Former Dartmouth catcher Ben Rice finds a kindred spirit in the Yankees’ dugout

New York Yankees' Ben Rice reacts to fans cheering for him after flying out to Baltimore Orioles center fielder Cedric Mullins during the fourth inning of a baseball game, Wednesday, June 19, 2024, in New York. (AP Photo/Pamela Smith)

New York Yankees' Ben Rice reacts to fans cheering for him after flying out to Baltimore Orioles center fielder Cedric Mullins during the fourth inning of a baseball game, Wednesday, June 19, 2024, in New York. (AP Photo/Pamela Smith) Pamela Smith

Fans attempt to get autographs from New York Yankees' Ben Rice at the dugout after the team's baseball game against the Baltimore Orioles, Tuesday, June 18, 2024, in New York. (AP Photo/Pamela Smith)

Fans attempt to get autographs from New York Yankees' Ben Rice at the dugout after the team's baseball game against the Baltimore Orioles, Tuesday, June 18, 2024, in New York. (AP Photo/Pamela Smith) ap photographs — Pamela Smith

By GARY PHILLIPS

New York Daily News (TNS)

Published: 06-20-2024 3:53 PM

When the New York Yankees spent a 12th-round draft pick on Ben Rice in 2021, Brad Ausmus texted Brian Cashman from the beach near his home in San Diego.

Like Rice, Ausmus graduated from Dartmouth College, made his money as a catcher and was drafted by the Yankees.

Though Ausmus never played for the Bombers, he wanted to note the similarities. According to the Gold Glover, Cashman proceeded to inform the Yankees’ war room that Rice was the first Big Green catcher the club had picked since Ausmus.

However, the links between Rice and Ausmus go beyond their natural positions, Ivy League educations and ties to the Yankees.

They’ve known each other for about four years. Ausmus’ longtime agent, Pete Mrowka, coached Rice’s travel teams in middle school and high school. Mrowka’s son, Buddy, is one of Rice’s closest friends.

“I’ve kind of known who Brad was for a long time,” Rice said Tuesday. “He’s a bit of a role model for me.”

Rice shared that sentiment after going 1-for-4 in his major league debut, a 4-2 win over the Baltimore Orioles that was heavily attended by family and friends from Dartmouth. Ausmus, now the Yankees’ bench coach, coincidentally began the game as the Yankees’ acting manager with Aaron Boone attending his son’s high school graduation.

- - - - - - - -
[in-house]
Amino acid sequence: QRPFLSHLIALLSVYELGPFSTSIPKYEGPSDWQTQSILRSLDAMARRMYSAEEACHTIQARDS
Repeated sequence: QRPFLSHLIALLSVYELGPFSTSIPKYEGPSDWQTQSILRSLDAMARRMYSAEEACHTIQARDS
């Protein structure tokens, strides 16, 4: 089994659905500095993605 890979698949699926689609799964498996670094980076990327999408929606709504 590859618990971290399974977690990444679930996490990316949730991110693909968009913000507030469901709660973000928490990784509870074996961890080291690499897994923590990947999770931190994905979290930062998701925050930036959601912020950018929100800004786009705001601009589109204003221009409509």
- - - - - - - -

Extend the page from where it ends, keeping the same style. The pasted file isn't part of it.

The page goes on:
“It’s always exciting to see a young guy come up and make their major league debut,” Ausmus said. “But certainly, this one’s a little bit closer to my heart just because of the connections.”

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Added Rice: “To actually have him on the bench and being in place of Boone for those first few innings was pretty cool.”

Other notable Yankees to attend Dartmouth include Depression Era infielder Red Rolfe and pitcher Jim Beattie, who won a ring with the pinstripers in 1978.

While Rice is a catcher by trade — Ausmus played the position for 18 years — the Yankees will use him at first base with Anthony Rizzo sidelined by an arm fracture. Rice has played just 56 professional games at first, including his debut.

While Ausmus knows Rice’s defense is “a work in progress,” the Yankees believe the sweet-swinging prospect can handle the assignment.

“There’s going to be a little bit of a learning curve, and it’s going to happen at the major league level,” Ausmus said.

“But we certainly have confidence in him right now.”

Ausmus first saw Rice play in the Cape Cod League in 2021. He got another chance to see him up close this spring, as Rice earned an invitation to major league spring after breaking out season at Double-A last year.

The 25-year-old immediately impressed Yankees coaches and players with his skills and process.

“The work ethic was outstanding. You can tell he puts not only a lot of work in, but a lot of thought into his work,” Ausmus said before cracking a joke. “He’s a Dartmouth grad. He’s an intelligent guy.”